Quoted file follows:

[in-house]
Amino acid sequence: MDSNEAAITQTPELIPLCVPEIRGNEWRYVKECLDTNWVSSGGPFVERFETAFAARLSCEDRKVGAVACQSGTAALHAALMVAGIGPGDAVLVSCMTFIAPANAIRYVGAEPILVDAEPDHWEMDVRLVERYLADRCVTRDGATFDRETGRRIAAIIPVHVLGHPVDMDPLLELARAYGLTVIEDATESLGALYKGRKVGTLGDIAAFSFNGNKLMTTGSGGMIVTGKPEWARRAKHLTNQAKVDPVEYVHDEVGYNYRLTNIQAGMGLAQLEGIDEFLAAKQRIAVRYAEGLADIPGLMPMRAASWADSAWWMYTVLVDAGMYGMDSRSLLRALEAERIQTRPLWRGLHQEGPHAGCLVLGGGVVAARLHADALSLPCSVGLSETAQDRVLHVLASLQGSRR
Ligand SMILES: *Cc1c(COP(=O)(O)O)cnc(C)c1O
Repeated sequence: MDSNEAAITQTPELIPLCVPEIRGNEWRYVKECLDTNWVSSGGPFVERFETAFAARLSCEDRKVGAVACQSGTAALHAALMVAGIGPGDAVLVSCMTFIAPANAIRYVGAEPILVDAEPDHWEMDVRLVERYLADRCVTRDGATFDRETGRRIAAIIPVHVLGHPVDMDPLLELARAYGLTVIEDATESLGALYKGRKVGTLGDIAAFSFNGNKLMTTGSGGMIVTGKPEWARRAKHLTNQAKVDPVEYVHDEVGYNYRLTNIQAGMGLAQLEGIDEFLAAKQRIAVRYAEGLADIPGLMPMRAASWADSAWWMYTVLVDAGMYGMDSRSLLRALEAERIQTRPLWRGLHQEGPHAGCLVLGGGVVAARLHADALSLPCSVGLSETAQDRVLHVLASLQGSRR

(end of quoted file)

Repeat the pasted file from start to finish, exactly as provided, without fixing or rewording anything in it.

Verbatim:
[in-house]
Amino acid sequence: MDSNEAAITQTPELIPLCVPEIRGNEWRYVKECLDTNWVSSGGPFVERFETAFAARLSCEDRKVGAVACQSGTAALHAALMVAGIGPGDAVLVSCMTFIAPANAIRYVGAEPILVDAEPDHWEMDVRLVERYLADRCVTRDGATFDRETGRRIAAIIPVHVLGHPVDMDPLLELARAYGLTVIEDATESLGALYKGRKVGTLGDIAAFSFNGNKLMTTGSGGMIVTGKPEWARRAKHLTNQAKVDPVEYVHDEVGYNYRLTNIQAGMGLAQLEGIDEFLAAKQRIAVRYAEGLADIPGLMPMRAASWADSAWWMYTVLVDAGMYGMDSRSLLRALEAERIQTRPLWRGLHQEGPHAGCLVLGGGVVAARLHADALSLPCSVGLSETAQDRVLHVLASLQGSRR
Ligand SMILES: *Cc1c(COP(=O)(O)O)cnc(C)c1O
Repeated sequence: MDSNEAAITQTPELIPLCVPEIRGNEWRYVKECLDTNWVSSGGPFVERFETAFAARLSCEDRKVGAVACQSGTAALHAALMVAGIGPGDAVLVSCMTFIAPANAIRYVGAEPILVDAEPDHWEMDVRLVERYLADRCVTRDGATFDRETGRRIAAIIPVHVLGHPVDMDPLLELARAYGLTVIEDATESLGALYKGRKVGTLGDIAAFSFNGNKLMTTGSGGMIVTGKPEWARRAKHLTNQAKVDPVEYVHDEVGYNYRLTNIQAGMGLAQLEGIDEFLAAKQRIAVRYAEGLADIPGLMPMRAASWADSAWWMYTVLVDAGMYGMDSRSLLRALEAERIQTRPLWRGLHQEGPHAGCLVLGGGVVAARLHADALSLPCSVGLSETAQDRVLHVLASLQGSRR